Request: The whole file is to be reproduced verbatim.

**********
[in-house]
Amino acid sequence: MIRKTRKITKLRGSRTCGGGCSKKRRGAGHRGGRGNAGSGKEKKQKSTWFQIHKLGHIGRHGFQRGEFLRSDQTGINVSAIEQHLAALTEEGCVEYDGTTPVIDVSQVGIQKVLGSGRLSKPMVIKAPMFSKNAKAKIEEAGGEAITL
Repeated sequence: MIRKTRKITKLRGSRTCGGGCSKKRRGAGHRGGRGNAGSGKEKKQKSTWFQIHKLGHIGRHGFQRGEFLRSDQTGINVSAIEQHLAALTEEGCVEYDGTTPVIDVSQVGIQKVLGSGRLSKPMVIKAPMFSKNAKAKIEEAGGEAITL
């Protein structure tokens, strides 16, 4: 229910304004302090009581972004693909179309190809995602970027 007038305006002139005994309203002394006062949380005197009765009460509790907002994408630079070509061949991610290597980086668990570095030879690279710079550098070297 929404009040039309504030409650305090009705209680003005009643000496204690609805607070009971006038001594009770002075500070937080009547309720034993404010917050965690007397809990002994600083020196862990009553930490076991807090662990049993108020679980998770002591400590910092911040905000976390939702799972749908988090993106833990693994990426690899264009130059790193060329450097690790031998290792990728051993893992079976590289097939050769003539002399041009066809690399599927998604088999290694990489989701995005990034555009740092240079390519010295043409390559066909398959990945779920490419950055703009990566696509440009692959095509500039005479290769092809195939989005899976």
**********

[in-house]
Amino acid sequence: MIRKTRKITKLRGSRTCGGGCSKKRRGAGHRGGRGNAGSGKEKKQKSTWFQIHKLGHIGRHGFQRGEFLRSDQTGINVSAIEQHLAALTEEGCVEYDGTTPVIDVSQVGIQKVLGSGRLSKPMVIKAPMFSKNAKAKIEEAGGEAITL
Repeated sequence: MIRKTRKITKLRGSRTCGGGCSKKRRGAGHRGGRGNAGSGKEKKQKSTWFQIHKLGHIGRHGFQRGEFLRSDQTGINVSAIEQHLAALTEEGCVEYDGTTPVIDVSQVGIQKVLGSGRLSKPMVIKAPMFSKNAKAKIEEAGGEAITL
């Protein structure tokens, strides 16, 4: 229910304004302090009581972004693909179309190809995602970027 007038305006002139005994309203002394006062949380005197009765009460509790907002994408630079070509061949991610290597980086668990570095030879690279710079550098070297 929404009040039309504030409650305090009705209680003005009643000496204690609805607070009971006038001594009770002075500070937080009547309720034993404010917050965690007397809990002994600083020196862990009553930490076991807090662990049993108020679980998770002591400590910092911040905000976390939702799972749908988090993106833990693994990426690899264009130059790193060329450097690790031998290792990728051993893992079976590289097939050769003539002399041009066809690399599927998604088999290694990489989701995005990034555009740092240079390519010295043409390559066909398959990945779920490419950055703009990566696509440009692959095509500039005479290769092809195939989005899976």